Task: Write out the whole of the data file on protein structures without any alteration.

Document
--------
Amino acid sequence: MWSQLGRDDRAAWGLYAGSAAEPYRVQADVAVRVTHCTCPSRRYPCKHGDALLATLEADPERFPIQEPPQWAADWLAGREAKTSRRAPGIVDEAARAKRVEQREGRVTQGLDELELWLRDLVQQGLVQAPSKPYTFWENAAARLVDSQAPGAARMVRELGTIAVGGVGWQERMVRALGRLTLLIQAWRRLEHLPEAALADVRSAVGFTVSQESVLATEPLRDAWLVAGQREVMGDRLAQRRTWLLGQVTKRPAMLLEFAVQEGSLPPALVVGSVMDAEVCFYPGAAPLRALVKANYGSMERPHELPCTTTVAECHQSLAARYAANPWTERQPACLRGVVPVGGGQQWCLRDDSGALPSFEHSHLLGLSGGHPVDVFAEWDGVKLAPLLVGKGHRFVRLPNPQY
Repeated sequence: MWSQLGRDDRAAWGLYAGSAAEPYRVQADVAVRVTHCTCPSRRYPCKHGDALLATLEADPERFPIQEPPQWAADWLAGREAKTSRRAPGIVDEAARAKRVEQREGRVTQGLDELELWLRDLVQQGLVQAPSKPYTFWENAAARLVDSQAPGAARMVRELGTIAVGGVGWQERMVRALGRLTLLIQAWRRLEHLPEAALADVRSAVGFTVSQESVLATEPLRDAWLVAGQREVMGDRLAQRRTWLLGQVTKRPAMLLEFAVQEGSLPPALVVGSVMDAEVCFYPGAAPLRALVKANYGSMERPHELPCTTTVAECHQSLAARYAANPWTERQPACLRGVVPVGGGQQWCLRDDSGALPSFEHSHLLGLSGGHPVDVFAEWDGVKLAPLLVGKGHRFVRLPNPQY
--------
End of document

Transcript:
Amino acid sequence: MWSQLGRDDRAAWGLYAGSAAEPYRVQADVAVRVTHCTCPSRRYPCKHGDALLATLEADPERFPIQEPPQWAADWLAGREAKTSRRAPGIVDEAARAKRVEQREGRVTQGLDELELWLRDLVQQGLVQAPSKPYTFWENAAARLVDSQAPGAARMVRELGTIAVGGVGWQERMVRALGRLTLLIQAWRRLEHLPEAALADVRSAVGFTVSQESVLATEPLRDAWLVAGQREVMGDRLAQRRTWLLGQVTKRPAMLLEFAVQEGSLPPALVVGSVMDAEVCFYPGAAPLRALVKANYGSMERPHELPCTTTVAECHQSLAARYAANPWTERQPACLRGVVPVGGGQQWCLRDDSGALPSFEHSHLLGLSGGHPVDVFAEWDGVKLAPLLVGKGHRFVRLPNPQY
Repeated sequence: MWSQLGRDDRAAWGLYAGSAAEPYRVQADVAVRVTHCTCPSRRYPCKHGDALLATLEADPERFPIQEPPQWAADWLAGREAKTSRRAPGIVDEAARAKRVEQREGRVTQGLDELELWLRDLVQQGLVQAPSKPYTFWENAAARLVDSQAPGAARMVRELGTIAVGGVGWQERMVRALGRLTLLIQAWRRLEHLPEAALADVRSAVGFTVSQESVLATEPLRDAWLVAGQREVMGDRLAQRRTWLLGQVTKRPAMLLEFAVQEGSLPPALVVGSVMDAEVCFYPGAAPLRALVKANYGSMERPHELPCTTTVAECHQSLAARYAANPWTERQPACLRGVVPVGGGQQWCLRDDSGALPSFEHSHLLGLSGGHPVDVFAEWDGVKLAPLLVGKGHRFVRLPNPQY